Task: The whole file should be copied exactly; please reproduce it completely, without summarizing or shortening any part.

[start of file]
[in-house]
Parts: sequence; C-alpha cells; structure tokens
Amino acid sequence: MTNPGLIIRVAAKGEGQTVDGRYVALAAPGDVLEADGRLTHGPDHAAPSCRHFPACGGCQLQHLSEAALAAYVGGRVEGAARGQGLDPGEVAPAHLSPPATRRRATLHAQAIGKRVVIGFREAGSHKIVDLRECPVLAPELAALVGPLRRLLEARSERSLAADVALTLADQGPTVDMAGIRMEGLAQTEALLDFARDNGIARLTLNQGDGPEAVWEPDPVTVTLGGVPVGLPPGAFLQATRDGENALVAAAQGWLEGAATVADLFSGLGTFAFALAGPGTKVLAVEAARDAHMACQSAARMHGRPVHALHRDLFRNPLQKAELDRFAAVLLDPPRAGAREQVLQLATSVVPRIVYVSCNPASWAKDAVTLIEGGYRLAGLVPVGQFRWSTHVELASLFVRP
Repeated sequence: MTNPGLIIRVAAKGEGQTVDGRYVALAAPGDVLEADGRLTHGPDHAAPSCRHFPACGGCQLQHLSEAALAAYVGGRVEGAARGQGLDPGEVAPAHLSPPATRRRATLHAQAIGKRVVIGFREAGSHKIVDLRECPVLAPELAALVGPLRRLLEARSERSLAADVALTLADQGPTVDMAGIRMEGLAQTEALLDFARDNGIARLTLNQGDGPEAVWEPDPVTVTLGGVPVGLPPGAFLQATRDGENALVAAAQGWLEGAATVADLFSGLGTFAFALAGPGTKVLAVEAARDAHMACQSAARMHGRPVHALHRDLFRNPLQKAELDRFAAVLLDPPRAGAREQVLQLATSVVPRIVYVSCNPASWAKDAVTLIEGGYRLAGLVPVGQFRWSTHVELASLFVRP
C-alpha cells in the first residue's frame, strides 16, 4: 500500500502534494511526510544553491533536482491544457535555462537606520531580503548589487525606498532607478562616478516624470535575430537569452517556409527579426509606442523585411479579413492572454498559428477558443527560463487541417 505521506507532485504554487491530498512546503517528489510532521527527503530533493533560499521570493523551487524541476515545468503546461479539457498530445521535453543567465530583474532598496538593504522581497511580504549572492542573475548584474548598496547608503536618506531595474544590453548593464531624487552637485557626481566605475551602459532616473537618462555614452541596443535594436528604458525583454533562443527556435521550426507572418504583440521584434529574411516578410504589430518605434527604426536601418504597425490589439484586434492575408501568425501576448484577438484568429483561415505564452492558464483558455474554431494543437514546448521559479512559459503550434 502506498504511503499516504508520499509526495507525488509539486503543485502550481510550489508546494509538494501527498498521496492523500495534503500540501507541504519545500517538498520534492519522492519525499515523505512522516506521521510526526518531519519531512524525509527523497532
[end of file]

[in-house]
Parts: sequence; C-alpha cells; structure tokens
Amino acid sequence: MTNPGLIIRVAAKGEGQTVDGRYVALAAPGDVLEADGRLTHGPDHAAPSCRHFPACGGCQLQHLSEAALAAYVGGRVEGAARGQGLDPGEVAPAHLSPPATRRRATLHAQAIGKRVVIGFREAGSHKIVDLRECPVLAPELAALVGPLRRLLEARSERSLAADVALTLADQGPTVDMAGIRMEGLAQTEALLDFARDNGIARLTLNQGDGPEAVWEPDPVTVTLGGVPVGLPPGAFLQATRDGENALVAAAQGWLEGAATVADLFSGLGTFAFALAGPGTKVLAVEAARDAHMACQSAARMHGRPVHALHRDLFRNPLQKAELDRFAAVLLDPPRAGAREQVLQLATSVVPRIVYVSCNPASWAKDAVTLIEGGYRLAGLVPVGQFRWSTHVELASLFVRP
Repeated sequence: MTNPGLIIRVAAKGEGQTVDGRYVALAAPGDVLEADGRLTHGPDHAAPSCRHFPACGGCQLQHLSEAALAAYVGGRVEGAARGQGLDPGEVAPAHLSPPATRRRATLHAQAIGKRVVIGFREAGSHKIVDLRECPVLAPELAALVGPLRRLLEARSERSLAADVALTLADQGPTVDMAGIRMEGLAQTEALLDFARDNGIARLTLNQGDGPEAVWEPDPVTVTLGGVPVGLPPGAFLQATRDGENALVAAAQGWLEGAATVADLFSGLGTFAFALAGPGTKVLAVEAARDAHMACQSAARMHGRPVHALHRDLFRNPLQKAELDRFAAVLLDPPRAGAREQVLQLATSVVPRIVYVSCNPASWAKDAVTLIEGGYRLAGLVPVGQFRWSTHVELASLFVRP
C-alpha cells in the first residue's frame, strides 16, 4: 500500500502534494511526510544553491533536482491544457535555462537606520531580503548589487525606498532607478562616478516624470535575430537569452517556409527579426509606442523585411479579413492572454498559428477558443527560463487541417 505521506507532485504554487491530498512546503517528489510532521527527503530533493533560499521570493523551487524541476515545468503546461479539457498530445521535453543567465530583474532598496538593504522581497511580504549572492542573475548584474548598496547608503536618506531595474544590453548593464531624487552637485557626481566605475551602459532616473537618462555614452541596443535594436528604458525583454533562443527556435521550426507572418504583440521584434529574411516578410504589430518605434527604426536601418504597425490589439484586434492575408501568425501576448484577438484568429483561415505564452492558464483558455474554431494543437514546448521559479512559459503550434 502506498504511503499516504508520499509526495507525488509539486503543485502550481510550489508546494509538494501527498498521496492523500495534503500540501507541504519545500517538498520534492519522492519525499515523505512522516506521521510526526518531519519531512524525509527523497532